Designer: Michael Schacht
Artist: Atelier Wilinski
Note: I finally decided to do a DIY copy after realizing I was never going to find a copy of the game. I adapted some of the artwork from Kariba.
Crazy Chickens was never on my radar until I joined the OG guild in Board Game Geek. OG which stands for “Old School German Style Games” is a guild set up to promote games with lots of player interaction and simple rules. These old school games were very popular in the mid-90s’ to early 2000s’ and still remains a staple of many gaming group even though the diversity in board gaming has really exploded in recent years. The designer Michael Schacht was one of the prominent game designers of this era, producing gems such as the award-winning Zooloretto, Web of Power (which really should be another award winning hit), Coloretto, Hansa and many more. Crazy Chickens is definitely one of his lesser known designs but it is clearly one that I never even heard of until I joined the guild. Well, the game is a certified “Old School” classic and a delight! Oh, and it is also a fantastic game with 2, and with kids.
Crazy Chickens has a deck of 110 cards and like many card games of that era, the cards just have numbers on them. The original game has different illustrations of anthropomorphic chickens with famous human personalities such as Marilyn Henroe, Billy the Chick …. well, you get the idea. But really, the theme is silly and delightful but has no bearing on the game itself.
Of the 110 cards in the deck, there are different suits, so to speak with each suit having different number of cards. However, each card in the suit is identical. The number of cards in each suit comes up to: 6,7,8,9,12,14,16,18,20. For each round, players are dealt 3 cards and during their turn, players must draw two cards from either two draw piles or two discard piles, with the rule that the two cards cannot be drawn from the same pile. After drawing two cards, players must either discard one card or lay down a set of cards. The number of cards in the suit that you lay down in front of you must be more than two if the suit is not on display, or it must be at least one card more than a previously played set. In other words, if you two Billy the Chick cards in your hand, you can play the set to your personal area. If however your opponent already has two Billy the Chick cards in play, you would need to top that by collecting at least another Billy the Chick card before playing the set. The kicker here is that the other person with the Billy the Chick set needs to discard their set into the discard pile.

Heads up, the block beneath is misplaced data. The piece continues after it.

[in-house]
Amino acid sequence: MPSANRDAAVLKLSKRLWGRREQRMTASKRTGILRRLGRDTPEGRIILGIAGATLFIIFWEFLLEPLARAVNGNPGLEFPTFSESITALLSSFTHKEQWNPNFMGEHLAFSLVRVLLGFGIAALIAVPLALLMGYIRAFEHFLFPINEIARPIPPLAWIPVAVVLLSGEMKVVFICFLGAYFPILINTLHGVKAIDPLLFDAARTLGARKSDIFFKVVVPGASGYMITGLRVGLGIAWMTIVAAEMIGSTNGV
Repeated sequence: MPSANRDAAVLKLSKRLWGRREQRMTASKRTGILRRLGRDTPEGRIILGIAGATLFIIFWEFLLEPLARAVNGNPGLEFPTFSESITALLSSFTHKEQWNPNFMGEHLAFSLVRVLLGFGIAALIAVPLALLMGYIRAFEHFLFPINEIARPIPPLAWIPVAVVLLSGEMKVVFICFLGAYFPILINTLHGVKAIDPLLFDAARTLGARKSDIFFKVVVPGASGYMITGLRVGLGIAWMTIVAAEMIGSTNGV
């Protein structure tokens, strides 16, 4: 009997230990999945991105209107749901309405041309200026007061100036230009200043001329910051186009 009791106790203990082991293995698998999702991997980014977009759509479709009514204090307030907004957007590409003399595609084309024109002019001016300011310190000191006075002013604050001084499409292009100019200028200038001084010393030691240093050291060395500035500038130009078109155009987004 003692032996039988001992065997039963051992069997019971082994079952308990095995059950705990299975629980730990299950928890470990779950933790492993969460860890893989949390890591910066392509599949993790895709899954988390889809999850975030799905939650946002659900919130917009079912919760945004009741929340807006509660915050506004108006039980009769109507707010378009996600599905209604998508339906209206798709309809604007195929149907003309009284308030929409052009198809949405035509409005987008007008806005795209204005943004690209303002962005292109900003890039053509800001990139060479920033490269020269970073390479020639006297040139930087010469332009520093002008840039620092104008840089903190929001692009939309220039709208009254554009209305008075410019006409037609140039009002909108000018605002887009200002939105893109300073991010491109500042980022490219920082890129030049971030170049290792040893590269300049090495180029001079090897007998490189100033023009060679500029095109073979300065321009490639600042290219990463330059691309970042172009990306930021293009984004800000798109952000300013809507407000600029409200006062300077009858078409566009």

The game ends when all nine suits are on the table – and there can only be one suit of each type on the table. The game also ends when at least one person has six of the nine suits on display in their personal area or the draw deck is depleted. The most common way to end the game for us is the appearance of all nine suits on the table. Once the game ends, you add up all the points on each set of cards you have, but not on the number of each cards in the suit. So, while you own five Billy the Chick cards, you get the face value of the cards, which is 20 points for the entire set regardless of how many Billy the Chick cards you own.
Crazy Chicken is a pretty fun and also easy to grasp. Funny enough, there is an aspect of playing a game of chicken in the game (yes, corny). The tension comes from deciding when to play your suits. If you have two Billy the Chick cards, do you play it now? If it is early in the game, your two card set will definitely be beaten by a larger set since there are 18 more Billy the Chick cards. However, late in the game, this might be worth the risk especially if triggering the end game helps you win it all. There is also the fact that cards worth more points are also easier to beat since there are more of them in the deck. Other hard choices one has to make during the game comes from discarding the card. Often times, you want to hold on to all your cards, but you have to ditch one. Where to place the card on the discard pile also matters for blocking your opponent from picking up previously discarded cards. So, as you can see, there are tons of decisions to be made throughout this relatively simple game.